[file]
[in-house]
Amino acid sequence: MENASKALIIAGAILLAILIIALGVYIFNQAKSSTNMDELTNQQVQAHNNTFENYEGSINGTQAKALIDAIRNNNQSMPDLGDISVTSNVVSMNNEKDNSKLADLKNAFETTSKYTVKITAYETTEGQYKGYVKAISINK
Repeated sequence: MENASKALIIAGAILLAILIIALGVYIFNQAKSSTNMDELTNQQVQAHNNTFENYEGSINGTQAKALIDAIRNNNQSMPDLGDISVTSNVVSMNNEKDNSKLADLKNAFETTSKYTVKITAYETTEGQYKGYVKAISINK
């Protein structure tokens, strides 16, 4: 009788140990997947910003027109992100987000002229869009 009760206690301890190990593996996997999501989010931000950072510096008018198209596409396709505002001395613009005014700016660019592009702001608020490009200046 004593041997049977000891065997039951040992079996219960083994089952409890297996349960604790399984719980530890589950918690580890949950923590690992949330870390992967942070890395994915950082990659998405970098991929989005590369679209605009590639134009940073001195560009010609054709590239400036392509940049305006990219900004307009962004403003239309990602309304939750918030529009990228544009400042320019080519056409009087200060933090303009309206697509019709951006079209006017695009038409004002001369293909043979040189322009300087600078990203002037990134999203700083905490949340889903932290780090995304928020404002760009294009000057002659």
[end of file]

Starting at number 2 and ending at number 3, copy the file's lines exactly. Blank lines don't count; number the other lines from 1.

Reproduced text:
Amino acid sequence: MENASKALIIAGAILLAILIIALGVYIFNQAKSSTNMDELTNQQVQAHNNTFENYEGSINGTQAKALIDAIRNNNQSMPDLGDISVTSNVVSMNNEKDNSKLADLKNAFETTSKYTVKITAYETTEGQYKGYVKAISINK
Repeated sequence: MENASKALIIAGAILLAILIIALGVYIFNQAKSSTNMDELTNQQVQAHNNTFENYEGSINGTQAKALIDAIRNNNQSMPDLGDISVTSNVVSMNNEKDNSKLADLKNAFETTSKYTVKITAYETTEGQYKGYVKAISINK